2. Be a professional.
Remember that touch can be intimate. Don’t be that trainer who sends creepy, flirtatious signals out, regardless of whether you are male or female. You may find out later that your training contract has been cancelled and you’ve lost a good client.
3. Stabilize before you mobilize.
Be sure the client’s body is stable before you shift and move them from an unstable position. For example, if you notice their hips are not squared properly in the split squat or the lunge (both unilateral movements that challenges the core), first offer them a verbal cue. If this does not correct the misalignment, then look at their feet. Offer them your arm, a dowel, or a pole to help stabilize them. Always attempt to get the client in alignment using verbal cues first before you use your hands to assist.
4. Listen to your client and ask for permission.
Be sure you’re in tune with each client. While it has been observed that a good majority of people are ‘touch-starved’ and will therefore feel comfortable with being touched, if you are in doubt, then simply refrain. Oftentimes, asking for permission such as by saying “Is it okay to support here?” is all it takes. This will be especially crucial when it involves the male to female relation, so always lean toward caution if you are uncertain about the vibe you’re receiving. Always respect the client and remember that most clients will let you know if they don’t want to be touched.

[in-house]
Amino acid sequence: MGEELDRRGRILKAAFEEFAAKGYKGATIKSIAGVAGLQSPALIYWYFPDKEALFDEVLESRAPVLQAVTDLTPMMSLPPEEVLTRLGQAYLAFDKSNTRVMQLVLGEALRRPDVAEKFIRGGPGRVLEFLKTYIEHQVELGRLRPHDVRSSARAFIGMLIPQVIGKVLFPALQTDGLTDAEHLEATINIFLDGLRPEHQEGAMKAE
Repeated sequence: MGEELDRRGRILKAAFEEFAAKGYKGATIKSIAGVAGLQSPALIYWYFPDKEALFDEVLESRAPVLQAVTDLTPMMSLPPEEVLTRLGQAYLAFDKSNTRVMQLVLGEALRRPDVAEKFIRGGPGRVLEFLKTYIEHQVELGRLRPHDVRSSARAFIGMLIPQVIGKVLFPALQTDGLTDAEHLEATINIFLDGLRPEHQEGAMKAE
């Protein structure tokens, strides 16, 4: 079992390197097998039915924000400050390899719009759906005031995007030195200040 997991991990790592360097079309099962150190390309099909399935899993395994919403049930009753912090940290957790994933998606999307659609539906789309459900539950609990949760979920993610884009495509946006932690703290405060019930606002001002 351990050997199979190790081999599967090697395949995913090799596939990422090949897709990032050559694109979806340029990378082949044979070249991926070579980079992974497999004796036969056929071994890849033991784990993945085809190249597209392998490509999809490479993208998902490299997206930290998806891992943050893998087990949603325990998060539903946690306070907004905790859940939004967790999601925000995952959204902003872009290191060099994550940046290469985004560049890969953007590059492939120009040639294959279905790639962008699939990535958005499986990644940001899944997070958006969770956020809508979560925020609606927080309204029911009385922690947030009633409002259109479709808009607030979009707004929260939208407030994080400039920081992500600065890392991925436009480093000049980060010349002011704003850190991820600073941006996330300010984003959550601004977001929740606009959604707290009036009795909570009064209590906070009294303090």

5. Be gentle yet firm.
With all this being said, the question is raised, how much pressure is appropriate? This is a sensitive matter that will really vary from person to person. Just remember to always act with purpose. Aim for a strong and supportive touch, while also being compassionate and nurturing. Some clients will need a firm hands-on assist, while others may prefer a more gentle fingertip guidance. This understanding of what is appropriate when touching can be transformative for both the client and trainer.
6. Keep a sense of humor.
Perfection can be stifling! Remember that every ‘body’ is different—possessing individual quirks, nuances and even a unique way or attitude. Especially with new clients, you will observe many mistakes and funny if not curious, body ‘disconnects’. Most people don’t ‘inhabit’ their bodies so it’s the trainer’s job to help them to connect, to feel so they may actually begin to live in their bodies. Be aware of this and you could become that trainer that they’ll want to keep around for a lifetime!
Visit:The FitPro Foodie